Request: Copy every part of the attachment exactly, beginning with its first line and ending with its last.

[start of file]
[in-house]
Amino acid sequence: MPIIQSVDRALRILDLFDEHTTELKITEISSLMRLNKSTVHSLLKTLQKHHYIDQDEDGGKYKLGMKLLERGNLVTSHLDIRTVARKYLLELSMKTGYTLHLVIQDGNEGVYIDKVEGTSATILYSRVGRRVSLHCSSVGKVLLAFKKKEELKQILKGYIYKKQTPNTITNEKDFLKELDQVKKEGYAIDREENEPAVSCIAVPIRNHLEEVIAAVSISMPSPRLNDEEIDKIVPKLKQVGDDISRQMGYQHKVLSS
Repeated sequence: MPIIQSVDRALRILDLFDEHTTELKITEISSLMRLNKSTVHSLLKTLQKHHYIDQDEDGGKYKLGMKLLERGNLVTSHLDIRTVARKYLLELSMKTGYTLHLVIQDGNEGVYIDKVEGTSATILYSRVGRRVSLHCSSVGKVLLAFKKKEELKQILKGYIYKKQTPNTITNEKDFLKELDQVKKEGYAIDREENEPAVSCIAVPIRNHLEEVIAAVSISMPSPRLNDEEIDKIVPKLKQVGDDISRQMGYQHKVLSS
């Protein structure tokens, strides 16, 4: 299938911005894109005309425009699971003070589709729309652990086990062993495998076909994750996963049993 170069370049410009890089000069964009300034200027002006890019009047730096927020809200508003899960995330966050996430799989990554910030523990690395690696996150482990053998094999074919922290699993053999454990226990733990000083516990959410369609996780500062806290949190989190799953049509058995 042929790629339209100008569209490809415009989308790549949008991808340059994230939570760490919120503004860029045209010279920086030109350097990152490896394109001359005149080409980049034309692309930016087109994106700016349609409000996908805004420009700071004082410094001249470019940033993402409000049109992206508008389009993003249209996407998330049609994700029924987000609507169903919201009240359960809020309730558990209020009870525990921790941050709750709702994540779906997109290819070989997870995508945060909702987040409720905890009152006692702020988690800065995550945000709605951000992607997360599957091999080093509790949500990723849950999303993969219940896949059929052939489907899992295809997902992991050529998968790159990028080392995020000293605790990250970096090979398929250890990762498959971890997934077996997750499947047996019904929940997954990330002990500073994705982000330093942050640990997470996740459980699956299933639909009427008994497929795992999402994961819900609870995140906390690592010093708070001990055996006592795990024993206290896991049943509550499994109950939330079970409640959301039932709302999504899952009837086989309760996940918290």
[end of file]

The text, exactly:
[in-house]
Amino acid sequence: MPIIQSVDRALRILDLFDEHTTELKITEISSLMRLNKSTVHSLLKTLQKHHYIDQDEDGGKYKLGMKLLERGNLVTSHLDIRTVARKYLLELSMKTGYTLHLVIQDGNEGVYIDKVEGTSATILYSRVGRRVSLHCSSVGKVLLAFKKKEELKQILKGYIYKKQTPNTITNEKDFLKELDQVKKEGYAIDREENEPAVSCIAVPIRNHLEEVIAAVSISMPSPRLNDEEIDKIVPKLKQVGDDISRQMGYQHKVLSS
Repeated sequence: MPIIQSVDRALRILDLFDEHTTELKITEISSLMRLNKSTVHSLLKTLQKHHYIDQDEDGGKYKLGMKLLERGNLVTSHLDIRTVARKYLLELSMKTGYTLHLVIQDGNEGVYIDKVEGTSATILYSRVGRRVSLHCSSVGKVLLAFKKKEELKQILKGYIYKKQTPNTITNEKDFLKELDQVKKEGYAIDREENEPAVSCIAVPIRNHLEEVIAAVSISMPSPRLNDEEIDKIVPKLKQVGDDISRQMGYQHKVLSS
């Protein structure tokens, strides 16, 4: 299938911005894109005309425009699971003070589709729309652990086990062993495998076909994750996963049993 170069370049410009890089000069964009300034200027002006890019009047730096927020809200508003899960995330966050996430799989990554910030523990690395690696996150482990053998094999074919922290699993053999454990226990733990000083516990959410369609996780500062806290949190989190799953049509058995 042929790629339209100008569209490809415009989308790549949008991808340059994230939570760490919120503004860029045209010279920086030109350097990152490896394109001359005149080409980049034309692309930016087109994106700016349609409000996908805004420009700071004082410094001249470019940033993402409000049109992206508008389009993003249209996407998330049609994700029924987000609507169903919201009240359960809020309730558990209020009870525990921790941050709750709702994540779906997109290819070989997870995508945060909702987040409720905890009152006692702020988690800065995550945000709605951000992607997360599957091999080093509790949500990723849950999303993969219940896949059929052939489907899992295809997902992991050529998968790159990028080392995020000293605790990250970096090979398929250890990762498959971890997934077996997750499947047996019904929940997954990330002990500073994705982000330093942050640990997470996740459980699956299933639909009427008994497929795992999402994961819900609870995140906390690592010093708070001990055996006592795990024993206290896991049943509550499994109950939330079970409640959301039932709302999504899952009837086989309760996940918290």